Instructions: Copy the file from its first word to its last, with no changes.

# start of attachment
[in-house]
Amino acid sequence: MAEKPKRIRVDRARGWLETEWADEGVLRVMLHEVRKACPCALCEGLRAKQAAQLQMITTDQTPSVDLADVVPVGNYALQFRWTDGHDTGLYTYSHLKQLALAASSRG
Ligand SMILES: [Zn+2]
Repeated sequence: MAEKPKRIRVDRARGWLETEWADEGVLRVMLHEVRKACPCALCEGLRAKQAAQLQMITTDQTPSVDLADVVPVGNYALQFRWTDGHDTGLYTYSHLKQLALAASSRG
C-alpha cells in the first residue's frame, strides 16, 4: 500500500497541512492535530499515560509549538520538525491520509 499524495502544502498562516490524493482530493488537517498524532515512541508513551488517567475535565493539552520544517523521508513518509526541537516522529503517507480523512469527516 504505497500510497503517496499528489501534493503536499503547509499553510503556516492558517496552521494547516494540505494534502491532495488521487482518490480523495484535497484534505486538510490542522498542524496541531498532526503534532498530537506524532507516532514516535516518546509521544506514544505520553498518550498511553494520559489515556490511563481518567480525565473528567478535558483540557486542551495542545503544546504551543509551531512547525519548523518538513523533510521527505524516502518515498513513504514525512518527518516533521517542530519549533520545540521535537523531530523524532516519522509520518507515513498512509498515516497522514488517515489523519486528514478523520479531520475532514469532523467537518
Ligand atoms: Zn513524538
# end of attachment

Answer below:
[in-house]
Amino acid sequence: MAEKPKRIRVDRARGWLETEWADEGVLRVMLHEVRKACPCALCEGLRAKQAAQLQMITTDQTPSVDLADVVPVGNYALQFRWTDGHDTGLYTYSHLKQLALAASSRG
Ligand SMILES: [Zn+2]
Repeated sequence: MAEKPKRIRVDRARGWLETEWADEGVLRVMLHEVRKACPCALCEGLRAKQAAQLQMITTDQTPSVDLADVVPVGNYALQFRWTDGHDTGLYTYSHLKQLALAASSRG
C-alpha cells in the first residue's frame, strides 16, 4: 500500500497541512492535530499515560509549538520538525491520509 499524495502544502498562516490524493482530493488537517498524532515512541508513551488517567475535565493539552520544517523521508513518509526541537516522529503517507480523512469527516 504505497500510497503517496499528489501534493503536499503547509499553510503556516492558517496552521494547516494540505494534502491532495488521487482518490480523495484535497484534505486538510490542522498542524496541531498532526503534532498530537506524532507516532514516535516518546509521544506514544505520553498518550498511553494520559489515556490511563481518567480525565473528567478535558483540557486542551495542545503544546504551543509551531512547525519548523518538513523533510521527505524516502518515498513513504514525512518527518516533521517542530519549533520545540521535537523531530523524532516519522509520518507515513498512509498515516497522514488517515489523519486528514478523520479531520475532514469532523467537518
Ligand atoms: Zn513524538